Climate Changed Abruptly At Tipping Points In Past
Abrupt changes in ice core samples and other records indicate dramatic changes in climate occurred at certain points in the past.
In Chaos, by AIP Publishing, climate scientists identify abrupt transitions in climate records that may have been caused by the climate system crossing a tipping point. This happens when self-reinforcing feedbacks in a system push it away from a stable state, leading to dramatic change.
Identifying these events in the Earth’s past is critical to understanding the tipping points likely to be encountered this century as a warming climate destabilizes the Earth’s physical systems and ecosystems.
The researchers from CNRS (France), UCLA, and Columbia University devised a statistical method to determine whether transitions seen in climate records such as ice cores are simply noise or evidence of a more significant change. This has typically been done by visual inspection, a process that is time-consuming and subjective.
Their method is less error-prone, since it doesn’t rely on human determination of whether a jump is a significant transition. It allows comparing different records consistently and can identify important events that may have been overlooked in older studies.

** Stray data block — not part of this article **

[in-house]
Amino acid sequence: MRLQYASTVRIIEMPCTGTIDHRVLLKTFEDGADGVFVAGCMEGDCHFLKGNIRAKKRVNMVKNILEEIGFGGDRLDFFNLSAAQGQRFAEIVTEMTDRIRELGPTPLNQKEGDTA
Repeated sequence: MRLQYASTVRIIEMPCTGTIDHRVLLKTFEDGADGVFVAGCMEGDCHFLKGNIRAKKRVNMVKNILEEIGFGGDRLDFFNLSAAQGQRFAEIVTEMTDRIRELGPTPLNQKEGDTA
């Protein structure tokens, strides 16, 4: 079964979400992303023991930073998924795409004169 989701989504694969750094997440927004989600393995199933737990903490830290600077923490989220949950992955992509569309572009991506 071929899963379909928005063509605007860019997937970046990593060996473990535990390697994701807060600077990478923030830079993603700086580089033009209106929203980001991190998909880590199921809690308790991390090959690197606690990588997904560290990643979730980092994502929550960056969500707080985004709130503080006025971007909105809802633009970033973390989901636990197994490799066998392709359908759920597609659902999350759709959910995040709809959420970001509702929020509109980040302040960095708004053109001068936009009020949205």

An augmented Kolmogorov-Smirnov (KS) test, a statistical technique named after its original authors, provided an alternative approach to recurrence analysis. The KS test has been successfully applied to other inherently noisy systems, such as finance and signal processing.
The method compares two samples taken before and after the potential transition point to test whether they come from the same continuous distribution. If they don’t, the transition point is identified as a significant abrupt change indicative of a true climactic shift.
“We applied our method to two paleoclimate records of the last climate cycle, a Greenland ice core and a speleothem composite record from China,” said author Witold Bagniewski.
Analysis of ice cores reveals that the ratio of two oxygen isotopes varies over time. This ratio depends on the local temperature at the time the ice formed, providing a measurement of the climate at that particular time.
Speleothems are mineral deposits in caves showing a similar pattern of isotope ratios varying as the climate changes.
“Many of the abrupt transitions in the Greenland ice core record correspond to shifts between a warmer climate, known as Greenland Interstadials (GIs), and a colder climate, the Greenland Stadials (GSs),” said Bagniewski.
The existence of these two climate states, GI and GS, is an example of a bistable climate system, in which two distinct states are both stable. The climate may jump abruptly from one to the other when crossing a tipping point.
“Our methodology is very effective in correctly detecting abrupt transitions in climate records,” said Bagniewski. “Its wider application may help reconstruct the chronology of Earth’s climatic events.”